Bulletin of the American Physical Society
71st Annual Meeting of the APS Division of Fluid Dynamics
Volume 63, Number 13
Sunday–Tuesday, November 18–20, 2018; Atlanta, Georgia
Session D22: Biological Fluid Dynamics: Bird and Insect Wings
2:30 PM–4:40 PM,
Sunday, November 18, 2018
Georgia World Congress Center Room: B310
Chair: Roi Gurka, Coastal Carolina University
Abstract ID: BAPS.2018.DFD.D22.9
Abstract: D22.00009 : Effects of Timing and Magnitude of Wing Stroke-Plane Tilt on the Maneuverability of Flapping Flight*
4:14 PM–4:27 PM
(Pennsylvania State University)
Hummingbirds perform a variety of agile maneuvers and one of them being the escape maneuver as they steer away from the threats using only 3-4 wingbeats in less than 150 ms. One kinematic feature that enables this maneuverability is the tilt of wing stroke plane. Here we investigate how timing and magnitude of the stroke-plane tilt affect this maneuverability using a flapping wing model with AR = 3 and Re=1000. The wing stroke plane is initially horizontal and then begins to tilt backward. Under different flapping amplitude, we quantify the effects of timing (relative to the phase of flapping cycle) and magnitude of this stroke-plane tilt on wing aerodynamic forces and moments using experimental, CFD and quasi-steady methods. Results show that backward thrust and pitching moment are maximized when the tilting occur near the end of downstroke and in the middle of upstroke, respectively. Good agreement is obtained among experimental, CFD, and quasi-steady model results, indicating that the effect of unsteady wake is negligible. Comparing the optimal stroke-plane tilting kinematics with those measured in hummingbirds suggests that hummingbirds attempt to maximize the backward acceleration in the beginning of the escape maneuver.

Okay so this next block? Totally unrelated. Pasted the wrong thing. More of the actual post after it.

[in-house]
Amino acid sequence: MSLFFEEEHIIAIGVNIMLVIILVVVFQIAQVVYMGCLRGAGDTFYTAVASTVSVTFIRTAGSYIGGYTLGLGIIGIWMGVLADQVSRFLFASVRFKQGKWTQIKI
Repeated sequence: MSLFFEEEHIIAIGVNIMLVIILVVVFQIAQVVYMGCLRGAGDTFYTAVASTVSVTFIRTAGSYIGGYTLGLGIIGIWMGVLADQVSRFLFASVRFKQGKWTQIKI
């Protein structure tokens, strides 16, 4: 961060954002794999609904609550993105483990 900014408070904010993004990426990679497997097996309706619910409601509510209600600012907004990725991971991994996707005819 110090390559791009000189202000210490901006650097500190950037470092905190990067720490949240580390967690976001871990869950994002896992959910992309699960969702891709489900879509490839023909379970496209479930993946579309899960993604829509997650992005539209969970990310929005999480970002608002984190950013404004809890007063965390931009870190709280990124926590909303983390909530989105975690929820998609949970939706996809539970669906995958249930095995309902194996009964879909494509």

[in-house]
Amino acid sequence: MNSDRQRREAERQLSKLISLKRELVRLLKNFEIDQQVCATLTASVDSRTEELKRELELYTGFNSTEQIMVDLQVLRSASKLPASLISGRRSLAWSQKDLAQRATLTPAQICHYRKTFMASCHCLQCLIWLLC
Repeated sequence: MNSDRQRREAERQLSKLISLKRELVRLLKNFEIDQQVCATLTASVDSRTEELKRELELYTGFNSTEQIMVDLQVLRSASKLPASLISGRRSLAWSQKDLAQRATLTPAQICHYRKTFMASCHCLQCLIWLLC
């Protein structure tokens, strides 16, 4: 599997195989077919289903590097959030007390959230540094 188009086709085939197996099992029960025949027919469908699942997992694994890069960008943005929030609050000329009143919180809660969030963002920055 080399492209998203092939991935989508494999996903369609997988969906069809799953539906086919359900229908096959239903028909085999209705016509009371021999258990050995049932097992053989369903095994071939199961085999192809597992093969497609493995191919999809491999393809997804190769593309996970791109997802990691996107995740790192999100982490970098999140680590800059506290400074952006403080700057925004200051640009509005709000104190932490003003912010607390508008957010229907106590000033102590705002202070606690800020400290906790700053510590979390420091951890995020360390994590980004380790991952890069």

*This research was supported by NSF, DURIP and NSFC.
To cite this abstract, use the following reference: http://meetings.aps.org/link/BAPS.2018.DFD.D22.9
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